Wednesday, March 21, 2012

The Name of This Book is Secret by Pseudonymous Bosch

Book Jacket

If this were a normal cover for a normal book, I would tell you that this book is fantastic!  Gripping!  (According to their covers, all books are fantastic and gripping.)  You'd meet the brave yound heroes, Cass and Max-Ernest.*  And you'd hear about how a mysterious box of vials, the Symphony of Smells, sends them on the trail of a magician who has vanished under strange (and stinky) circumstances.  If this were a normal book, I would brag about the hair-raising adventures that follow--about the brain-twisting riddles Cass and Max-Ernest solve and the nefarious villains they face.  But, sadly, I can't tell you about any of those things: they might make you want to read the book.

You see, not only is the name of this book secret, the story is, too.  For it concerns a secret--a big secret--that has been tormenting people like you for over...oh no!  Did I just mention the secret?  Then it's too late.

I'm afraid nothing will stop you now.  Open the book if you must.  But, please, tell no one.

With apologies, Pseud. Bosch

*Not their real names.


This book is so fun!  It's impossible for me not to compare the Secret series with the Unfortunate Event series:  both have hilariously witty narrators with stories of their own, both try to convince you not to read the book, both have over-the-top evil villains who just won't die, both have adult figures who don't seem to get what is really going on, and both have resourceful protagonists that save the day!  Or at least survive.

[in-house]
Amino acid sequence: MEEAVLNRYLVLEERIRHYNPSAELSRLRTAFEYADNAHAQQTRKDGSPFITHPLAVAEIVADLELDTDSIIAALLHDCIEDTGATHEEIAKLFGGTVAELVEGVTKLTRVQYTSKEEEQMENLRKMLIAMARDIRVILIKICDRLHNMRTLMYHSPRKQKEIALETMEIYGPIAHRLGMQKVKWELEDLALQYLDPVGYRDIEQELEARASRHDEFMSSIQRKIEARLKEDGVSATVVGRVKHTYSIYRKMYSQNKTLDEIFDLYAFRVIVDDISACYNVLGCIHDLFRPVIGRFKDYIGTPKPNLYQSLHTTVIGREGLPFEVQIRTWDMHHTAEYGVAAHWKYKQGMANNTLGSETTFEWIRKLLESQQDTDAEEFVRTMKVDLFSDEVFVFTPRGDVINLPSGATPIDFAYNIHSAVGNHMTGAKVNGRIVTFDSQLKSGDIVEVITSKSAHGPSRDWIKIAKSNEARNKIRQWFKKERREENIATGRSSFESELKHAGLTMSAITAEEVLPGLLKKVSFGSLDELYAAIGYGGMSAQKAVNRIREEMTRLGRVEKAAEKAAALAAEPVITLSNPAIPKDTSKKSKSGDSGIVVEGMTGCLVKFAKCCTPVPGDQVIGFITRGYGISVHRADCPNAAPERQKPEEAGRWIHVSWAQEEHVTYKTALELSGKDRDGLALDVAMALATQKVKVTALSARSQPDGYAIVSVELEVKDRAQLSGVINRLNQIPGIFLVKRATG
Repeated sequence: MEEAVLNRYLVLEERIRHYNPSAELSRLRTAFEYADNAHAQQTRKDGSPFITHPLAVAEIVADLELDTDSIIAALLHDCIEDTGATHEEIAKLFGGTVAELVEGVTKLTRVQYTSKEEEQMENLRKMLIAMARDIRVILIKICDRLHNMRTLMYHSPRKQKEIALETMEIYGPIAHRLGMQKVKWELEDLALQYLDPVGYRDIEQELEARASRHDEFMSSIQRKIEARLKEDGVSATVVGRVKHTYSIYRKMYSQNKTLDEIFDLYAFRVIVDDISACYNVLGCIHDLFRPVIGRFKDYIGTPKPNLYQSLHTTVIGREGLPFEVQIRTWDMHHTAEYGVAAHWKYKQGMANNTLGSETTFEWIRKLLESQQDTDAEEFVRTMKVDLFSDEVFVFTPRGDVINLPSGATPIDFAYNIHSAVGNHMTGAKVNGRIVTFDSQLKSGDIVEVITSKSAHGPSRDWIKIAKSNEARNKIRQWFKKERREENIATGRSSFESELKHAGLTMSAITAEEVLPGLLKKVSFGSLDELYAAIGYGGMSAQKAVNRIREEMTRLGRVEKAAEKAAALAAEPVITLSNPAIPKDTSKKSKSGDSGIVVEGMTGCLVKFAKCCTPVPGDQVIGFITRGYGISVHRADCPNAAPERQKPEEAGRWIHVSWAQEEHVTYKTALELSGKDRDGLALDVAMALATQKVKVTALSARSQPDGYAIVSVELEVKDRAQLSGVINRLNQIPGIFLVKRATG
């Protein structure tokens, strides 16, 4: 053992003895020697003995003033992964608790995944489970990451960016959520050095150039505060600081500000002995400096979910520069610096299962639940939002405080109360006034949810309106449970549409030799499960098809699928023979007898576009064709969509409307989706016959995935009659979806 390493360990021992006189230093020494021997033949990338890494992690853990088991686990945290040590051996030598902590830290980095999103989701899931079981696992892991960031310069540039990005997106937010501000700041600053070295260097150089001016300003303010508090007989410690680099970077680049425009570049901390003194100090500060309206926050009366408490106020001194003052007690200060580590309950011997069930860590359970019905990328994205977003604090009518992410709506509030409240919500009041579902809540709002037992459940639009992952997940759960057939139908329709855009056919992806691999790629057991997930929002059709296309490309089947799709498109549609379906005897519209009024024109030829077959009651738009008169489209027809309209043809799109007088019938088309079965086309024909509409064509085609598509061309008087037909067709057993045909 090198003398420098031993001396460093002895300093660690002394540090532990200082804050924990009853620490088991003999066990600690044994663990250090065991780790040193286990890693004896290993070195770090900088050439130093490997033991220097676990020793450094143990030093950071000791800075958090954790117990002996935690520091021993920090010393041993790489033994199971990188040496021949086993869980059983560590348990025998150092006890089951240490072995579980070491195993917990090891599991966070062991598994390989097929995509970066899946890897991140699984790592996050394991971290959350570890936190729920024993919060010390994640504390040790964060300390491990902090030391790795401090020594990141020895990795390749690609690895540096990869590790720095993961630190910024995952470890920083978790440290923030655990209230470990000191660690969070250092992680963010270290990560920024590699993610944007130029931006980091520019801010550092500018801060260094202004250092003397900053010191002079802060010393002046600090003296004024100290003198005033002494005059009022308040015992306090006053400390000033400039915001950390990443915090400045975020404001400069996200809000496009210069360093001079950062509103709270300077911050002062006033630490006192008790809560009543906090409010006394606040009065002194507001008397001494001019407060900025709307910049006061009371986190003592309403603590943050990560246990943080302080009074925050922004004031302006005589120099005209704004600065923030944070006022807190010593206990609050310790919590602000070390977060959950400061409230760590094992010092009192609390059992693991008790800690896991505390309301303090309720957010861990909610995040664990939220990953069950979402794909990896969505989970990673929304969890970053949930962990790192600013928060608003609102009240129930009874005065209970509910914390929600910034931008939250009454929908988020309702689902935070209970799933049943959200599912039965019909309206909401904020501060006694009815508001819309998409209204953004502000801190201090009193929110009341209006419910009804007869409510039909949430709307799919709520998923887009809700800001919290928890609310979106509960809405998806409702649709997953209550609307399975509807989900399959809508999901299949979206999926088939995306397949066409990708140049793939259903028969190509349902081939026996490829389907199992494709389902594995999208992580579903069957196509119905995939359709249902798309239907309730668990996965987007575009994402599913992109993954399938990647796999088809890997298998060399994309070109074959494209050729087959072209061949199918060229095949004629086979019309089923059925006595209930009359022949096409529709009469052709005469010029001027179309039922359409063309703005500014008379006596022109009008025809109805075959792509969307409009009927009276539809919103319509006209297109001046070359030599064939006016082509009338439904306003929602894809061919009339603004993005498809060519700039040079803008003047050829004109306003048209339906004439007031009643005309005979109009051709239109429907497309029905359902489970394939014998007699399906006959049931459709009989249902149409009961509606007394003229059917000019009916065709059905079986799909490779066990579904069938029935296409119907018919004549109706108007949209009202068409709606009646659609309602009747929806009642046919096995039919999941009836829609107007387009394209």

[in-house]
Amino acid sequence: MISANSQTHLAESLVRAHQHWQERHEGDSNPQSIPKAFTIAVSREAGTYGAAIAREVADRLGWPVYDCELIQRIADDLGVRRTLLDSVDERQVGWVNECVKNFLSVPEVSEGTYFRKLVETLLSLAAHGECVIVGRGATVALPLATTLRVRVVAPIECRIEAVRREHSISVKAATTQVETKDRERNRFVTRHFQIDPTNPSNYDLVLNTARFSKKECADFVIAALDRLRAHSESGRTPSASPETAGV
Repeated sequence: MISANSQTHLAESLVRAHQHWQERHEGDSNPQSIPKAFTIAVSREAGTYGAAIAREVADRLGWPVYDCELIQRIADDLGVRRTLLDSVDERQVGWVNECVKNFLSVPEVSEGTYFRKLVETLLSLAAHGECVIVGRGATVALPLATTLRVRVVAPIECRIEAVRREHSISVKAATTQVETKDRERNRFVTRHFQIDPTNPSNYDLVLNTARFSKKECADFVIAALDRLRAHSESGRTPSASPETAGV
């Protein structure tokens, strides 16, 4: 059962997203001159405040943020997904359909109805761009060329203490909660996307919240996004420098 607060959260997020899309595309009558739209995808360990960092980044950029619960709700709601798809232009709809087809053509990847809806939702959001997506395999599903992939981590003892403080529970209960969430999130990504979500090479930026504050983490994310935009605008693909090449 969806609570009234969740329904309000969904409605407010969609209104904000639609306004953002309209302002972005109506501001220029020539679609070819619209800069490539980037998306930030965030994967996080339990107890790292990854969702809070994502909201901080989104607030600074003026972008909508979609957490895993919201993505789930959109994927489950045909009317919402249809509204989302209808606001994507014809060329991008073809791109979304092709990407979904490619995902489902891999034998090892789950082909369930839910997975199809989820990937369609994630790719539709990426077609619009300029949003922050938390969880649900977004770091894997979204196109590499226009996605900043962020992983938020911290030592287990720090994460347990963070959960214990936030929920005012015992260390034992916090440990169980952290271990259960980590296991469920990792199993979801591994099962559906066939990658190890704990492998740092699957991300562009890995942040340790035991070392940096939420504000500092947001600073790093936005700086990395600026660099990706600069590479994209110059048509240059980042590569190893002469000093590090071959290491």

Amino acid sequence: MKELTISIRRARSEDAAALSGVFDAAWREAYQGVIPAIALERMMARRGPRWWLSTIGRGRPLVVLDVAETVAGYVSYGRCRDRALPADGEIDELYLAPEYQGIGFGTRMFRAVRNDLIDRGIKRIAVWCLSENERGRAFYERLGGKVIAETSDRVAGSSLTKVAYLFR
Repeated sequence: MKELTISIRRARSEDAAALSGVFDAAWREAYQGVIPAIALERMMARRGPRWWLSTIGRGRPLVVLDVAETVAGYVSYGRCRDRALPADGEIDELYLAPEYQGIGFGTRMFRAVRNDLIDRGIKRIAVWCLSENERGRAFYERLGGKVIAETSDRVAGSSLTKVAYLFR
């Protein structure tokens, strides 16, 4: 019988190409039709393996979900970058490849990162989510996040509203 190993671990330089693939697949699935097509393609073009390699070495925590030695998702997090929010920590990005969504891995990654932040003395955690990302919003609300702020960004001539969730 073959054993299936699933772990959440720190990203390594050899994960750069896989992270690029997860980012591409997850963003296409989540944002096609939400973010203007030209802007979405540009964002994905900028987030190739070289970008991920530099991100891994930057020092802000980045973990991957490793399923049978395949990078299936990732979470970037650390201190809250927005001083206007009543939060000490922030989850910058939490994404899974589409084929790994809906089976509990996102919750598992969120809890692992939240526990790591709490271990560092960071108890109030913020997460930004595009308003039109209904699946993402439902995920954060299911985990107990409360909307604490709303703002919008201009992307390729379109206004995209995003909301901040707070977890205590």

The one main difference is that the Secret series is a bit more fun, lighthearted, and friendly.  I adored the Unfortunate Events books, but I think I might like this series even more!

Cass is a survivalist, prepared for disaster at all times, even if nothing disastrous has ever occured.  Max-Ernest (his parents couldn't decide on one name, so they gave him two) has an unknown condition that causes him to talk and talk and talk, but he cannot seem to tell a joke.  The secondary characters are just as well-developed and quirky.  There's a boy with synesthesia (and the descriptions of it are beautiful and fascinating!), two fake-grandpas who collect old junk but never sell it, a mother who loves travel books but hates to travel, and an Italian magician with a tragic past.

But more than any of those awesome characters, I love the narrator!  He is sardonic, sneaky, and distinctly amoral.  He knows he shouldn't tell you this story, but he just wants to really badly!  He constantly subverts traditional storytelling.  And he's got a story of his own, which I'm dying to learn more about!

I know it is still nearly a year away, but it's going to take a lot for me to find a more deserving winner of the Bluestem award.

Five out of five cryptograms.

Release Date: October 2007
Reading Level: Grade 3+
Where In Dunlap Public Library's Collection: BLUESTEM

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